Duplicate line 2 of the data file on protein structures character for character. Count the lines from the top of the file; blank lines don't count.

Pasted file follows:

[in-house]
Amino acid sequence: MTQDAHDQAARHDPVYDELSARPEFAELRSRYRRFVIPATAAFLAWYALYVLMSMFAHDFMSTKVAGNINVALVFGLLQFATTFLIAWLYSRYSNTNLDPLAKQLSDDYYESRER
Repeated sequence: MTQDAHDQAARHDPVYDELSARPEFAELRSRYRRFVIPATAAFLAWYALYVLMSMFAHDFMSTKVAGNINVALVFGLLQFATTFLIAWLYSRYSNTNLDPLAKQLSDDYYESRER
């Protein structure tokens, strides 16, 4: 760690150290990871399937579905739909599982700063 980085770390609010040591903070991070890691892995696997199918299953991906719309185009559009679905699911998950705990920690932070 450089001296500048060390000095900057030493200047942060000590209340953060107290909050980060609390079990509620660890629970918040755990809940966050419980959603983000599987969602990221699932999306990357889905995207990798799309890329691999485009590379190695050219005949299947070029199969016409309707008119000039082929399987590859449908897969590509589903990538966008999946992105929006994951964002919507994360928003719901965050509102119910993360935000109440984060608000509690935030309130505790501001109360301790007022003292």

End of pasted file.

Amino acid sequence: MTQDAHDQAARHDPVYDELSARPEFAELRSRYRRFVIPATAAFLAWYALYVLMSMFAHDFMSTKVAGNINVALVFGLLQFATTFLIAWLYSRYSNTNLDPLAKQLSDDYYESRER